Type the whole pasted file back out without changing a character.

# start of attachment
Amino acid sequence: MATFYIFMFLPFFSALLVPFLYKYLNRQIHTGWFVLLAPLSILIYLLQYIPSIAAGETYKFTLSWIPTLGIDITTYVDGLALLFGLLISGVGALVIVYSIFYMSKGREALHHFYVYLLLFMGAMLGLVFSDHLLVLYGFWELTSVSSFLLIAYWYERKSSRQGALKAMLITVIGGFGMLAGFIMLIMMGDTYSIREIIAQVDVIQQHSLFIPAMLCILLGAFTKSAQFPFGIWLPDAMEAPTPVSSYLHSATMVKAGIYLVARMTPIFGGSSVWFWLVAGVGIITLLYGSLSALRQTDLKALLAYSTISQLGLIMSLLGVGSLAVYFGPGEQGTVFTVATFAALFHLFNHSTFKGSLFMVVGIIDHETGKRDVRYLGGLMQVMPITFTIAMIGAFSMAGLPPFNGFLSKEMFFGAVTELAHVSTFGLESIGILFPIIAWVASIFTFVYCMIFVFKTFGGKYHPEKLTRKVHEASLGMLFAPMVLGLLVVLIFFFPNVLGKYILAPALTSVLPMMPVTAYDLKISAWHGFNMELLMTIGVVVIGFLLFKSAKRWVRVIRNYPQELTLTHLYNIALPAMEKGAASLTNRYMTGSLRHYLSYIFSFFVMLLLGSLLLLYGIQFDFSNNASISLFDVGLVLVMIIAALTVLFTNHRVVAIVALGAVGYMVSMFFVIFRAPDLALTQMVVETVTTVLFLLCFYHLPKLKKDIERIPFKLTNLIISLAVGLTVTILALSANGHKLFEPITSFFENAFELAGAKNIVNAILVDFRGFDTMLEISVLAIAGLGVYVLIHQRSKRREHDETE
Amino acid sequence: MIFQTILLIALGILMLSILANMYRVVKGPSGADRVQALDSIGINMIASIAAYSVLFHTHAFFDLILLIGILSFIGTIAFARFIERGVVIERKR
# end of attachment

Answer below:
Amino acid sequence: MATFYIFMFLPFFSALLVPFLYKYLNRQIHTGWFVLLAPLSILIYLLQYIPSIAAGETYKFTLSWIPTLGIDITTYVDGLALLFGLLISGVGALVIVYSIFYMSKGREALHHFYVYLLLFMGAMLGLVFSDHLLVLYGFWELTSVSSFLLIAYWYERKSSRQGALKAMLITVIGGFGMLAGFIMLIMMGDTYSIREIIAQVDVIQQHSLFIPAMLCILLGAFTKSAQFPFGIWLPDAMEAPTPVSSYLHSATMVKAGIYLVARMTPIFGGSSVWFWLVAGVGIITLLYGSLSALRQTDLKALLAYSTISQLGLIMSLLGVGSLAVYFGPGEQGTVFTVATFAALFHLFNHSTFKGSLFMVVGIIDHETGKRDVRYLGGLMQVMPITFTIAMIGAFSMAGLPPFNGFLSKEMFFGAVTELAHVSTFGLESIGILFPIIAWVASIFTFVYCMIFVFKTFGGKYHPEKLTRKVHEASLGMLFAPMVLGLLVVLIFFFPNVLGKYILAPALTSVLPMMPVTAYDLKISAWHGFNMELLMTIGVVVIGFLLFKSAKRWVRVIRNYPQELTLTHLYNIALPAMEKGAASLTNRYMTGSLRHYLSYIFSFFVMLLLGSLLLLYGIQFDFSNNASISLFDVGLVLVMIIAALTVLFTNHRVVAIVALGAVGYMVSMFFVIFRAPDLALTQMVVETVTTVLFLLCFYHLPKLKKDIERIPFKLTNLIISLAVGLTVTILALSANGHKLFEPITSFFENAFELAGAKNIVNAILVDFRGFDTMLEISVLAIAGLGVYVLIHQRSKRREHDETE
Amino acid sequence: MIFQTILLIALGILMLSILANMYRVVKGPSGADRVQALDSIGINMIASIAAYSVLFHTHAFFDLILLIGILSFIGTIAFARFIERGVVIERKR